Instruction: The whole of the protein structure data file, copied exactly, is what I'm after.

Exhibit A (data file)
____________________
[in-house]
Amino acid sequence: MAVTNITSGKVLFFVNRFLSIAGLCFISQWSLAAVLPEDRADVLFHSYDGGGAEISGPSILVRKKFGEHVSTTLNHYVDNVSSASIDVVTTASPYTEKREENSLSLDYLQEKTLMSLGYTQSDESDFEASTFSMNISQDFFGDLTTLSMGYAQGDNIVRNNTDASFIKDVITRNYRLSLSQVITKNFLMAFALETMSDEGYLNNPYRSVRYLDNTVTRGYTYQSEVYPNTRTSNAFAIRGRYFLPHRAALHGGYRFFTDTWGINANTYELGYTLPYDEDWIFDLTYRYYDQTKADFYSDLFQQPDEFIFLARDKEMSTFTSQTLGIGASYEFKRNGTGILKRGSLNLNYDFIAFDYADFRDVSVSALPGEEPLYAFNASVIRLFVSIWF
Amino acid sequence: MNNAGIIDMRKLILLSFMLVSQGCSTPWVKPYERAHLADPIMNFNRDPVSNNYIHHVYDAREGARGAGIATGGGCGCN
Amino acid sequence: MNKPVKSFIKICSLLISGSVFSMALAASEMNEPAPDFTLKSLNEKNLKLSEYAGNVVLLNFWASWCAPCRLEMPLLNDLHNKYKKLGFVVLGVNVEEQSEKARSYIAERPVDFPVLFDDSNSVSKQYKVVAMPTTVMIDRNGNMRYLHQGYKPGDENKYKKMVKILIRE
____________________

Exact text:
[in-house]
Amino acid sequence: MAVTNITSGKVLFFVNRFLSIAGLCFISQWSLAAVLPEDRADVLFHSYDGGGAEISGPSILVRKKFGEHVSTTLNHYVDNVSSASIDVVTTASPYTEKREENSLSLDYLQEKTLMSLGYTQSDESDFEASTFSMNISQDFFGDLTTLSMGYAQGDNIVRNNTDASFIKDVITRNYRLSLSQVITKNFLMAFALETMSDEGYLNNPYRSVRYLDNTVTRGYTYQSEVYPNTRTSNAFAIRGRYFLPHRAALHGGYRFFTDTWGINANTYELGYTLPYDEDWIFDLTYRYYDQTKADFYSDLFQQPDEFIFLARDKEMSTFTSQTLGIGASYEFKRNGTGILKRGSLNLNYDFIAFDYADFRDVSVSALPGEEPLYAFNASVIRLFVSIWF
Amino acid sequence: MNNAGIIDMRKLILLSFMLVSQGCSTPWVKPYERAHLADPIMNFNRDPVSNNYIHHVYDAREGARGAGIATGGGCGCN
Amino acid sequence: MNKPVKSFIKICSLLISGSVFSMALAASEMNEPAPDFTLKSLNEKNLKLSEYAGNVVLLNFWASWCAPCRLEMPLLNDLHNKYKKLGFVVLGVNVEEQSEKARSYIAERPVDFPVLFDDSNSVSKQYKVVAMPTTVMIDRNGNMRYLHQGYKPGDENKYKKMVKILIRE